Throughout its rich and ragged history, Youngstown has had many names. Most have been given by those observing it from the outside.
A 2013 book about the Mahoning Valley mob, dubbed it “Crimetown USA,” and a podcast charting Youngstown’s felonious past, refers to it as “Crooked City.” On history syllabuses across America, it’s presented as the quintessential collapsed steel capital: a community ruined by industrialization, the heartland of political disenfranchisement, and fertile ground for populism.
Youngstown might be all of those things, but it can’t be reduced to any one of them. Its identity is far more complex than a catchphrase or nickname, and that is why it served as an ideal place for Columbia Business School students — aspiring to be business leaders — to spend time confronting American divides, contemplating ways in which these might be bridged, and grappling with the central question of what role corporations, the public sector, and individuals might play in doing so. For four days in November, students in the Bridging the American Divides course, taught by Professors Bruce Usher and Todd Jick, traveled to Youngstown to visit the community firsthand.
Students in the Bridging the American Divides course, with Professors Bruce Usher and Todd Jick.
One thing that’s unequivocally true about Youngstown is that it’s transformed dramatically over the last half century. Many houses across its sprawling and once vibrant, but now sparsely populated, neighborhoods have fallen into disrepair. The local media corp is a skeleton crew of what it once was, and although voter turnout in the 2022 midterm elections was higher than in previous years, community organizers and local business leaders are fearful of the bitter side effects of lackluster civic engagement. Even Mayor Jamael Tito Brown acknowledged this while speaking to us over dinner one night.
Ever since Black Monday, the day in September 1977 when news broke of the first closure of a major steel mill in the region, people have been turning their backs on Youngstown for pastures they hope to prove greener: Cleveland, Pittsburgh, and further afield. And thus, Youngstown’s population has declined by some sixty percent over the past five decades.
But those statistics also don’t adequately sum up what the city perched on the banks of the Mahoning River is all about. On the Friday evening in early November, when a group of 36 CBS students descended on the recently renovated Penguin City Brewing Company, to have drinks and eat sandwiches from a local food truck, the space was abuzz: friends unwinding ahead of the weekend, colleagues debriefing the working week, and perfect strangers punting on what might happen on election Monday, just three days away.
The next morning, Ian Beniston, the executive director of the Youngstown Neighborhood Development Corporation (YNDC) — a nonprofit dedicated to improving the quality of life in the city by building and encouraging investment to revitalize neighborhoods — spent almost two hours telling students about the greenshoots he’s observing: cafes and shops that are planning to open, grassroot efforts to revive certain streets, and a slew of grants and funds that are trickling into Youngstown’s coffers. Much of this, Ian and his team can take credit for.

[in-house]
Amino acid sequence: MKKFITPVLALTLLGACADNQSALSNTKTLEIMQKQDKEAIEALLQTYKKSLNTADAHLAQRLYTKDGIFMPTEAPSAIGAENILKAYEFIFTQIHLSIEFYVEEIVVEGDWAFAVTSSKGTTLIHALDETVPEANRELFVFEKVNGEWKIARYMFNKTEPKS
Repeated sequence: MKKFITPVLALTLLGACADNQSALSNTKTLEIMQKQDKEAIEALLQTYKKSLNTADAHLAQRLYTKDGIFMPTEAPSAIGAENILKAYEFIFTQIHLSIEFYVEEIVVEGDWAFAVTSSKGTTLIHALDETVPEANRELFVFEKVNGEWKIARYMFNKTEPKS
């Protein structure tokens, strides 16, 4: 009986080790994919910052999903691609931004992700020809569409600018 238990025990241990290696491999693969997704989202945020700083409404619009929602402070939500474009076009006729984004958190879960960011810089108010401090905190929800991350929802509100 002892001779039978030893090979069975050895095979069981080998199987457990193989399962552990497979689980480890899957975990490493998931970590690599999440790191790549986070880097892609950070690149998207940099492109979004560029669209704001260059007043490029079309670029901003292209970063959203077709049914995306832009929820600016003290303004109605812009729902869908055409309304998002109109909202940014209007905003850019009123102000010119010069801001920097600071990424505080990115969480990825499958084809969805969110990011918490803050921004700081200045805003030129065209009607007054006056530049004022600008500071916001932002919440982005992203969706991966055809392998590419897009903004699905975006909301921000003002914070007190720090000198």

A little over ten miles north of Youngstown, Ultimum Cells, the joint venture between LG Energy Solutions and General Motors, has started producing battery cells for electric vehicles. From 1966 until 2019, the neighboring Lordstown Assembly was a massive production site for General Motors. As we walked around the new Ultium facility on Monday morning, and heard VP of operations, Tom Gallagher, speak of the work being done, it became clear that the brand new factory is emblematic of Ohio’s appetite to embrace new industries and technologies as a means of remaining globally competitive, despite undeniable headwinds.
"Anyone who claims to know the absolute truth is actually part of the problem.”
Almost all the people students spoke to in Youngstown — from members of the Fifth Avenue Community Church congregation, to individuals in nonprofit Flying High’s addiction recovery program — made it clear that they are looking to the future while keeping a tentative eye in the rear-view mirror. Some are still mourning the loss of an industry, and the identities that necessarily go with that, but many are optimistic and enthusiastic about the opportunities ahead. A policeman patrolling the high street on a Sunday afternoon told us that he’d never seriously considered leaving. “To me,” he said, “this is just home.”
People acknowledge the divides that shape the city — socioeconomic, race, and education, to name but a few— but they aren’t paralyzed by the plight of Youngstown’s past, the way that some accounts of the city’s history might suggest they would be.
And so, as we students made our way to the airport and back to New York City — and as we digested our impressions of a city unlike any other most of us had ever spent time in — many of us couldn’t help but consider a divide that might not have occurred to us until this moment; the divide between expectation and experience, between what we thought we knew about Youngstown and what we actually found the city to be and represent.
“The most important thing I learned on the trip,” said Tomer Tal, a student from Israel, and part of the class of 2023, “is that reality is complex. Anyone who claims to know the absolute truth is actually part of the problem.” And to that end, his advice to students who head to Youngstown in future years would be to keep an open mind and to acknowledge the things you don’t know. “Try to leave space for doubt,” Tomer said, “especially when you have a strong opinion about something.”